By then, Osborne had seen enough of Thomas Lott, Elvis Peacock, Kenny King, Sims and all the others. With a can’t-beat-‘em-join-’em attitude, Osborne began transitioning to the triple-option in the late 1970s.
Osborne said he chose the option over the wishbone because the option run out of the I-formation allowed more flexibility for how the tailback is used, and the unique system with hulking linemen clearing the way was the signature of Nebraska’s three national championship teams in the mid 1990s.
“Adversity is a great teacher,” Osborne said. “You probably learned more from games that you lost than the games you win. When you win, why change? But if you lose, everything tends to be on the table.”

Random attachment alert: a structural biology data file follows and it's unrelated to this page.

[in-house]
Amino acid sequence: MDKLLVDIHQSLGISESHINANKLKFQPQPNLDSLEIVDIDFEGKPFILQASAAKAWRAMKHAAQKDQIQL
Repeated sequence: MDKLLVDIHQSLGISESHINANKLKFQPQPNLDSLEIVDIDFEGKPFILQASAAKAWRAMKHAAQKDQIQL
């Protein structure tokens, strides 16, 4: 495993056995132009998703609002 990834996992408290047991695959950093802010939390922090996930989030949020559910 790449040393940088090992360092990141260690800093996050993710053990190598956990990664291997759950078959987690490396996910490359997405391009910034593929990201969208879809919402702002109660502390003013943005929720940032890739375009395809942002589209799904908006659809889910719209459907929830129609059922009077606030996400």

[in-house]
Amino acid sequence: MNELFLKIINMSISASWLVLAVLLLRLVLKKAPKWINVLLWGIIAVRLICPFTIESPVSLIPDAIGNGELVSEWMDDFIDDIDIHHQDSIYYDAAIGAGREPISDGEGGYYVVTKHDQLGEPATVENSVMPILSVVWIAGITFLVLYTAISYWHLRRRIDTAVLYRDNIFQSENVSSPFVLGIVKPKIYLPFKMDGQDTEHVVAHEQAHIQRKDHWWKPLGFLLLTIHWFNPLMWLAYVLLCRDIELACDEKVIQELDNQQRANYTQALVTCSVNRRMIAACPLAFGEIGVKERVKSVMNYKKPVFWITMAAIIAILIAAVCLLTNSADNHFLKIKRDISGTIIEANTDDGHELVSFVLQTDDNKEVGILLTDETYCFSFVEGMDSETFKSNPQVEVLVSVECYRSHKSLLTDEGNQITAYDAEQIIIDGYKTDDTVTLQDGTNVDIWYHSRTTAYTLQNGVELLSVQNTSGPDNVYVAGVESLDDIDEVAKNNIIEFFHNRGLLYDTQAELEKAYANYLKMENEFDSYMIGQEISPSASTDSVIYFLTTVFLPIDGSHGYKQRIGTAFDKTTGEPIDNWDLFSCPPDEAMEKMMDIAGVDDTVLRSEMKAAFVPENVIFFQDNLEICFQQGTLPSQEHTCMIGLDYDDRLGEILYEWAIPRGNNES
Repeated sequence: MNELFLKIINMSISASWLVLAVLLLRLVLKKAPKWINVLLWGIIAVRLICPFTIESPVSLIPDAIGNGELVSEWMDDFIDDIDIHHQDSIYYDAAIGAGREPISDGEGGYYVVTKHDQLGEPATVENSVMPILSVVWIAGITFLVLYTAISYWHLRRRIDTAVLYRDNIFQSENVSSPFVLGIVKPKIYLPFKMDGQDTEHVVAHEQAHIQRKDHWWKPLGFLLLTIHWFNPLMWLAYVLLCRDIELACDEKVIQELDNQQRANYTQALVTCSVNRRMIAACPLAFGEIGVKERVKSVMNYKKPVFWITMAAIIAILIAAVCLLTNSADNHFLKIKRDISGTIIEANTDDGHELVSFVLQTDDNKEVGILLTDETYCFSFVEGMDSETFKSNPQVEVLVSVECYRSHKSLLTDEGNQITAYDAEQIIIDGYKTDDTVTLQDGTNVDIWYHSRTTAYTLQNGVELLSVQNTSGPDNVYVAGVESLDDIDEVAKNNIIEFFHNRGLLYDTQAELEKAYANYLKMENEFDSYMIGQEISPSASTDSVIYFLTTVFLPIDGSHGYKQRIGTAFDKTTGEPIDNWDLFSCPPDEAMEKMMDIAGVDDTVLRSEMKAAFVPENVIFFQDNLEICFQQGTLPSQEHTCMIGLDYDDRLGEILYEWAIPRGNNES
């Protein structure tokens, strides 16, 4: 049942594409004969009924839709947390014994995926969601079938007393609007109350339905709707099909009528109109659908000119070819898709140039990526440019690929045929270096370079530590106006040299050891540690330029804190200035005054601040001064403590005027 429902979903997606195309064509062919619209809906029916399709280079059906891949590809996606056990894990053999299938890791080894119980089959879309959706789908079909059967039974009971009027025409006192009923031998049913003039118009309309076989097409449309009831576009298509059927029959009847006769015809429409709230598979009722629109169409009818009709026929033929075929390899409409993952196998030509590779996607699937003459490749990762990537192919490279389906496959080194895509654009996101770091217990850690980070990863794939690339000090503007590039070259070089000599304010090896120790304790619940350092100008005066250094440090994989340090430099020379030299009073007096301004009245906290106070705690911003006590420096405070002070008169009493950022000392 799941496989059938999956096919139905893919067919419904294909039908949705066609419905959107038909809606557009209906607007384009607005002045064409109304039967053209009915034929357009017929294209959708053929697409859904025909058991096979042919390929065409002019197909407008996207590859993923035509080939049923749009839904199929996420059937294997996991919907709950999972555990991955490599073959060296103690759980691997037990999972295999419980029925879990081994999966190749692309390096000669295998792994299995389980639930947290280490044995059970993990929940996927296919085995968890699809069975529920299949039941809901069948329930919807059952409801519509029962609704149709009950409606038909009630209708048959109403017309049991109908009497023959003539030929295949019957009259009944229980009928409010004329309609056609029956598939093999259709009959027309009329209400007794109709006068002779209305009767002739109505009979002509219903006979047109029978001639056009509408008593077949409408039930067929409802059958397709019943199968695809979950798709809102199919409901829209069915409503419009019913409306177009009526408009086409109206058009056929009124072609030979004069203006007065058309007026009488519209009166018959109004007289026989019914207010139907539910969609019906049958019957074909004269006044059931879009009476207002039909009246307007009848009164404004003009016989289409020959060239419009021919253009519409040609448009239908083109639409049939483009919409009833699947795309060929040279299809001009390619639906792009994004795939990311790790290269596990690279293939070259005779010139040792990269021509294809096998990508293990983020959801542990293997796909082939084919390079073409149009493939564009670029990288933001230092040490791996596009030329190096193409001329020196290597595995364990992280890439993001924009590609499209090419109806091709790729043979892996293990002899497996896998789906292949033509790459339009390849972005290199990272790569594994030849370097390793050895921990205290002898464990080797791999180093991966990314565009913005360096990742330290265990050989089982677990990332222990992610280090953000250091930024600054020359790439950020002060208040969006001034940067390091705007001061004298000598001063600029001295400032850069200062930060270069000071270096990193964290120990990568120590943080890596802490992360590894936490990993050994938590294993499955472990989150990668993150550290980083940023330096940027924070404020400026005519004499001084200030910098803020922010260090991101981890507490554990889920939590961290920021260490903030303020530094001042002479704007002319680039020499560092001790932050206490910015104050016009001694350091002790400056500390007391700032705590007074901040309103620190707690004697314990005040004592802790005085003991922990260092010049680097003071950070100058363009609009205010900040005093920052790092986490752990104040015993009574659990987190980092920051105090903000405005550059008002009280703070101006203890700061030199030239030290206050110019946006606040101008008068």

Jeff Quinn was the first option quarterback recruited by Osborne. With Quinn as the starter in 1979, the change in the offense was obvious. Quinn never beat Oklahoma, but the Huskers ran off three straight wins in the series with Turner Gill at quarterback.
Oklahoma controlled the series in the mid-1980s with Jamelle Holieway at quarterback, and then it was Nebraska’s turn in the ’90s with Tommie Frazier and Scott Frost.
The allure of Nebraska-Oklahoma faded when the Big 12 came into existence and the teams stopped meeting every year. They did play conference championship games in 2006 and 2010, with the Sooners winning both. OU goes into Saturday’s game leading the series 45-38-3.
“It brings back memories,” said Greg Pruitt, OU’s All-America running back of the early 1970s. “It brings back what excellence looks like. Just good for people to talk about the game, get the people to reminisce about the players who played and where those players are now.
“It gives us the stage again. It keeps our names in the minds and hearts of young people who were too young to see us play.”
AP Sports Writer Cliff Brunt in Norman, Oklahoma, contributed.